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Marsden Hartley



Wild Sea Rose

Marsden Hartley struggled to win both critical approval and some measure of financial stability for much of his career, but in 1941 his former dealer Hudson D. Walker purchased twenty-three paintings and the following year Paul Rosenberg invited him to join his gallery. A series of acclaimed exhibitions followed, and Hartley “was suddenly hailed, after long empty years, as one of America’s most original artists.”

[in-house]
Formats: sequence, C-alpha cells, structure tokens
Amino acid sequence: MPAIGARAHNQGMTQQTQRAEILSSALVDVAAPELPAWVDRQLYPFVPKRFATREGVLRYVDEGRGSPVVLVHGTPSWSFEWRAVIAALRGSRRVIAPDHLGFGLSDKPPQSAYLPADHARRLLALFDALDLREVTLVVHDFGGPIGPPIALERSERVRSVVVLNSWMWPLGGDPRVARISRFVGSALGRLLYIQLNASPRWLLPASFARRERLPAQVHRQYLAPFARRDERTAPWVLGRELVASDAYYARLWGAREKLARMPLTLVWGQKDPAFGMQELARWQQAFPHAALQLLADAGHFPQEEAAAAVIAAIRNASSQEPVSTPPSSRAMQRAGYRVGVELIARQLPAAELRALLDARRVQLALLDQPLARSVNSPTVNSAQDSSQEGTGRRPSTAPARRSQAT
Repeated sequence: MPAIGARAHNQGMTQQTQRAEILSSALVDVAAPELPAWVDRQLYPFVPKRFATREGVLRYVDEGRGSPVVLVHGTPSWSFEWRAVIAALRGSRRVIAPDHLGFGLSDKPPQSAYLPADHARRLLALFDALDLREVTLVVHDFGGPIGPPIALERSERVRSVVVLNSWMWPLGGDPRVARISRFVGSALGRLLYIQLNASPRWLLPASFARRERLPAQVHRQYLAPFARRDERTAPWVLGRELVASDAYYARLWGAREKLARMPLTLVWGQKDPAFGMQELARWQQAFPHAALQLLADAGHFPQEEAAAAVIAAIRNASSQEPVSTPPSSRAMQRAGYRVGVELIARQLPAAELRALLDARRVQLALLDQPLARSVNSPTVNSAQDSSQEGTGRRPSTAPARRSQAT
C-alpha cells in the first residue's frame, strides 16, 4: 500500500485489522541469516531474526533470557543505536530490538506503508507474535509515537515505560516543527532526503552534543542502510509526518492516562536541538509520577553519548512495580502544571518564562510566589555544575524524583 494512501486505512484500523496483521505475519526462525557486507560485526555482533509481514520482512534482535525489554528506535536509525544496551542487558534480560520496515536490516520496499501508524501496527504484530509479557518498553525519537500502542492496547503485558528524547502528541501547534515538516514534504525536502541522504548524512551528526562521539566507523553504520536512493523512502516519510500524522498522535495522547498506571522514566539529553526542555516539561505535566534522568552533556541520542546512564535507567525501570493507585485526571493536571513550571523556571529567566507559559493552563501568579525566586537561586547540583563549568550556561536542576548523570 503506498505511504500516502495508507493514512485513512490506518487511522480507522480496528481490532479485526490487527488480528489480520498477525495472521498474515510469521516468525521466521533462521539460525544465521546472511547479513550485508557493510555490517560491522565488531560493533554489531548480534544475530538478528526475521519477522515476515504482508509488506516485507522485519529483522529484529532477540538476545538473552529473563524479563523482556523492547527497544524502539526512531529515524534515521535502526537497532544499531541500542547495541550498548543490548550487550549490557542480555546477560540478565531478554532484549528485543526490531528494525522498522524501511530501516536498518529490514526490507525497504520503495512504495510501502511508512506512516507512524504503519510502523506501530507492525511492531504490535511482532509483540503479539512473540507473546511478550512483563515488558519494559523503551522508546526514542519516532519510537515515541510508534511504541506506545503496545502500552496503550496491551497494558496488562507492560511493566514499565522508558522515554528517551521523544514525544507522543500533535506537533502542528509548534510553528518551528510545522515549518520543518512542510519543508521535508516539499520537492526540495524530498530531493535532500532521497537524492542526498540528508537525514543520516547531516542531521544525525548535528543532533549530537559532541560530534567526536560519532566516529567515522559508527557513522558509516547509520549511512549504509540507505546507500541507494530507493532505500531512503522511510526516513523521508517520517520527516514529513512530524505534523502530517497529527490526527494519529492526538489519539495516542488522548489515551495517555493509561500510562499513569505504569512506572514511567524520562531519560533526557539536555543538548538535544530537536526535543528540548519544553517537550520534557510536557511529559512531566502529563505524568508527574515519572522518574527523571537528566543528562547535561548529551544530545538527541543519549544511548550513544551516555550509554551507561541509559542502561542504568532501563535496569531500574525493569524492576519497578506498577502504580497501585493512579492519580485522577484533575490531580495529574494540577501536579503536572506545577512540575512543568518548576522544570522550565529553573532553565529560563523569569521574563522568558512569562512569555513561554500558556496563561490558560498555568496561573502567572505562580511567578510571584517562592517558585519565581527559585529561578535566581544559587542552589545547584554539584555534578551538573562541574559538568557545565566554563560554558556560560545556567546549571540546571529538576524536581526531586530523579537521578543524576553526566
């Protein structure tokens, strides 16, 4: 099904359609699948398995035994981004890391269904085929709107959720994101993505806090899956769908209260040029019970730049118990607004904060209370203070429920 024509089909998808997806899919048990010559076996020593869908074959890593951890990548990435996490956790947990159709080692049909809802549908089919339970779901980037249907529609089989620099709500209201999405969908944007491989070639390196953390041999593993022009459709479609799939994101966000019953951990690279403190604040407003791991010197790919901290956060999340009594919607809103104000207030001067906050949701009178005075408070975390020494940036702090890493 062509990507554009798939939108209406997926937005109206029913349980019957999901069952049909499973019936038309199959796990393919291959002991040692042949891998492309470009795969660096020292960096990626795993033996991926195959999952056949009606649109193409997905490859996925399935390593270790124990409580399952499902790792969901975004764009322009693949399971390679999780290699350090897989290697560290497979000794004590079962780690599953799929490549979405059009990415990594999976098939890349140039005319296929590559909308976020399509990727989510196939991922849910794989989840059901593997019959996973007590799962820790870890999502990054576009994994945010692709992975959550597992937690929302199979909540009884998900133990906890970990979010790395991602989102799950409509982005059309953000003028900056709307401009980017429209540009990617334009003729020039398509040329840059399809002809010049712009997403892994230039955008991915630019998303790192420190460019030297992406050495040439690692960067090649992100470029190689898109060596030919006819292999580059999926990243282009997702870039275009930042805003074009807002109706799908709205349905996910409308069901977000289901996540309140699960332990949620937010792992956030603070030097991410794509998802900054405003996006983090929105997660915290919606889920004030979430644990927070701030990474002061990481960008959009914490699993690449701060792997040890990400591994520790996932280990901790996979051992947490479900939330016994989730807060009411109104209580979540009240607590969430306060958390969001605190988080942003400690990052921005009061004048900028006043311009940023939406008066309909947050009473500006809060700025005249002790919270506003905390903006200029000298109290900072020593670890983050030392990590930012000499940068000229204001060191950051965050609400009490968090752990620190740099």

Wild Sea Rose probably dates from the early 1940s and depicts two sea roses (Orphium frutescens) against a brilliant red background. Although the roses are not necessarily adrift, Hartley certainly intended to associate them with the sea as they bloom near the shore. He spent most of the last years of his life by the coast, in Corea, Maine, and the blooms would have been a familiar sight for him. The surprisingly hardy flowers thrive in a saline atmosphere, and Hartley may have considered them a metaphor for his artistic career, which blossomed once he turned his attention to New England.

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